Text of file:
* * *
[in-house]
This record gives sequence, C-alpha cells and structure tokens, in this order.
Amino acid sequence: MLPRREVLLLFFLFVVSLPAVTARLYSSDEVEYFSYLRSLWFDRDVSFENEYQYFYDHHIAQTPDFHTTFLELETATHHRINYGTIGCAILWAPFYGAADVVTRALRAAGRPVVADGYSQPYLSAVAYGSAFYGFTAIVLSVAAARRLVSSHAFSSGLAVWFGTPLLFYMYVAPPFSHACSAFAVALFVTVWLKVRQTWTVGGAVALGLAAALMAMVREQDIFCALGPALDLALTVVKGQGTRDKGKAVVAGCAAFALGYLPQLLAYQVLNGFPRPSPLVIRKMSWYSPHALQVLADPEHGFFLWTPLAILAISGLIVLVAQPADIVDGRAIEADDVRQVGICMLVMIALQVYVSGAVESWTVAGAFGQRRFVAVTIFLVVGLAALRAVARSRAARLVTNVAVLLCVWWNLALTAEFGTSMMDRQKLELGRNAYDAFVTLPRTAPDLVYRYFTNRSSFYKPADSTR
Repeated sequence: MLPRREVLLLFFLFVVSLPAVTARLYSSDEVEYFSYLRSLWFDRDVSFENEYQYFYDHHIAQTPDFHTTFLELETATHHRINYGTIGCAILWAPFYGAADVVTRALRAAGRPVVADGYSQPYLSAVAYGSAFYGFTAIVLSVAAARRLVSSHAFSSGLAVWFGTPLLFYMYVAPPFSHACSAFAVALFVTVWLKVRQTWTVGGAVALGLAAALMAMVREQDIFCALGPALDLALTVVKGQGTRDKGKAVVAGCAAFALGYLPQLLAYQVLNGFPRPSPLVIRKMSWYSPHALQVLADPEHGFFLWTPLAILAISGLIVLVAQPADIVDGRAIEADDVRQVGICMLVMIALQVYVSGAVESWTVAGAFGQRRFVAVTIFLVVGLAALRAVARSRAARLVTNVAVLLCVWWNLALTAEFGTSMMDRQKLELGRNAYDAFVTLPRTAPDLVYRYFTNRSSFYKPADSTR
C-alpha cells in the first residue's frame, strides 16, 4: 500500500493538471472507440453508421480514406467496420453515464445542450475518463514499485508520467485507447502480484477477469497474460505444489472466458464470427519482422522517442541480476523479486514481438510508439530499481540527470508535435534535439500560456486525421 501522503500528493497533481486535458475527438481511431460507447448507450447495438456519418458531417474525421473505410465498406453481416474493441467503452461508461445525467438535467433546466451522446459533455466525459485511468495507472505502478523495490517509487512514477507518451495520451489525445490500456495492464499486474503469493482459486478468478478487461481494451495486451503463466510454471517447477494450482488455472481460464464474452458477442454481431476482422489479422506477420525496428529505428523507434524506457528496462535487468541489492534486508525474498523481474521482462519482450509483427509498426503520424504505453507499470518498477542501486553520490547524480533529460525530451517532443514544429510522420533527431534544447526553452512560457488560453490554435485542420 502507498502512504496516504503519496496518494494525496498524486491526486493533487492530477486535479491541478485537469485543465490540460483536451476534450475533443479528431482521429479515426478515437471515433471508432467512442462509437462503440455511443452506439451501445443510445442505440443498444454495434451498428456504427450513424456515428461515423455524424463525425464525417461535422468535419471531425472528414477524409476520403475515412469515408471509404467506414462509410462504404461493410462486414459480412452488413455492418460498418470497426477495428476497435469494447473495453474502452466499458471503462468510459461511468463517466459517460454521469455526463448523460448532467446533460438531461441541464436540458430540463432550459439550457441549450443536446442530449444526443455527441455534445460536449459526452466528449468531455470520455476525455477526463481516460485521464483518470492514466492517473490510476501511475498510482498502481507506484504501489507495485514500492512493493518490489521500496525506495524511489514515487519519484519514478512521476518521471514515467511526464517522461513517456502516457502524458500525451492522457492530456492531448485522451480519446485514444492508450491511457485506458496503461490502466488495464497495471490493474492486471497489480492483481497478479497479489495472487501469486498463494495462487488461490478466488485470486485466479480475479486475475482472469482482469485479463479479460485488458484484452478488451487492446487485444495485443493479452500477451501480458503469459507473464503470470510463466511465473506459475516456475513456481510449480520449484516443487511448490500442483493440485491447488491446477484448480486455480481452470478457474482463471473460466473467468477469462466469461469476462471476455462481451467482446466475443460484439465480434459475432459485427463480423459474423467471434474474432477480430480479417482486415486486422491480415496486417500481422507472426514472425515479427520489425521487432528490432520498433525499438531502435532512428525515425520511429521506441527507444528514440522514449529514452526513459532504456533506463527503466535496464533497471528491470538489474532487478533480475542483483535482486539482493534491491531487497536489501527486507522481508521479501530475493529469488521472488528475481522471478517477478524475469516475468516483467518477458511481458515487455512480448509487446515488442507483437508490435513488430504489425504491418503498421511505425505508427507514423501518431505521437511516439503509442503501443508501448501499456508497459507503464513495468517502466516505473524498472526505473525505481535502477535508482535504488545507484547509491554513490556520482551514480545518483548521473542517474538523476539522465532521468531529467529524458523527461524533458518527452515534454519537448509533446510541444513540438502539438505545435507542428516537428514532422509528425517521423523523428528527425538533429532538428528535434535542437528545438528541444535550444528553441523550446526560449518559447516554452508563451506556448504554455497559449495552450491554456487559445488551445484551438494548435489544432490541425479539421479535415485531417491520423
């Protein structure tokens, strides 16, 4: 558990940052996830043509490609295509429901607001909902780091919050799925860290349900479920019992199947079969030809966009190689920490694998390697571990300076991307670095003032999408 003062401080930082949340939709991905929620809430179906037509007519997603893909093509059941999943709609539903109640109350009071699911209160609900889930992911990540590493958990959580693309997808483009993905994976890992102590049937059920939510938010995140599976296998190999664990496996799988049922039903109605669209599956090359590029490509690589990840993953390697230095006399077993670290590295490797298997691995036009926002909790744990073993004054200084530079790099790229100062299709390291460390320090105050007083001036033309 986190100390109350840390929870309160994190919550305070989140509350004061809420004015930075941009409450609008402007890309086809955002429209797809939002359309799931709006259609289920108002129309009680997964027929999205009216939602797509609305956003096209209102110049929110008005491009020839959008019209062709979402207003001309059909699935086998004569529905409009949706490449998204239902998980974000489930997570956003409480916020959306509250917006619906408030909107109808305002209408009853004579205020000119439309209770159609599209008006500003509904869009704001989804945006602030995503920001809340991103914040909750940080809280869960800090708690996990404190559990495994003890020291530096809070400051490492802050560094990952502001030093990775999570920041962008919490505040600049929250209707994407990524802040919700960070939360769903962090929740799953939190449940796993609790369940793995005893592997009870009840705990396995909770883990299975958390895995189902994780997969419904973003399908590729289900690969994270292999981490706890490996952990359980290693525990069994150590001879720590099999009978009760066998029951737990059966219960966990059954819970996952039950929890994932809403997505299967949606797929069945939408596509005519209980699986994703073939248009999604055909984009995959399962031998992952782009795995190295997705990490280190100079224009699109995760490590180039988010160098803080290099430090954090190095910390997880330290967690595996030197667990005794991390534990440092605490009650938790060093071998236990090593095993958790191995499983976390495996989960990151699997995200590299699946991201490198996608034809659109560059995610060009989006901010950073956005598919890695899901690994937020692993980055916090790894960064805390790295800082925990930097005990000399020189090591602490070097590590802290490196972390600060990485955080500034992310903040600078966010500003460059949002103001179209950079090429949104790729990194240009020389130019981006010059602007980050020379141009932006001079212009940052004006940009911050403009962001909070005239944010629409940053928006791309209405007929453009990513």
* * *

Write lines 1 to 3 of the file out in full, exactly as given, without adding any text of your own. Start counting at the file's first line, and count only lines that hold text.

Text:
[in-house]
This record gives sequence, C-alpha cells and structure tokens, in this order.
Amino acid sequence: MLPRREVLLLFFLFVVSLPAVTARLYSSDEVEYFSYLRSLWFDRDVSFENEYQYFYDHHIAQTPDFHTTFLELETATHHRINYGTIGCAILWAPFYGAADVVTRALRAAGRPVVADGYSQPYLSAVAYGSAFYGFTAIVLSVAAARRLVSSHAFSSGLAVWFGTPLLFYMYVAPPFSHACSAFAVALFVTVWLKVRQTWTVGGAVALGLAAALMAMVREQDIFCALGPALDLALTVVKGQGTRDKGKAVVAGCAAFALGYLPQLLAYQVLNGFPRPSPLVIRKMSWYSPHALQVLADPEHGFFLWTPLAILAISGLIVLVAQPADIVDGRAIEADDVRQVGICMLVMIALQVYVSGAVESWTVAGAFGQRRFVAVTIFLVVGLAALRAVARSRAARLVTNVAVLLCVWWNLALTAEFGTSMMDRQKLELGRNAYDAFVTLPRTAPDLVYRYFTNRSSFYKPADSTR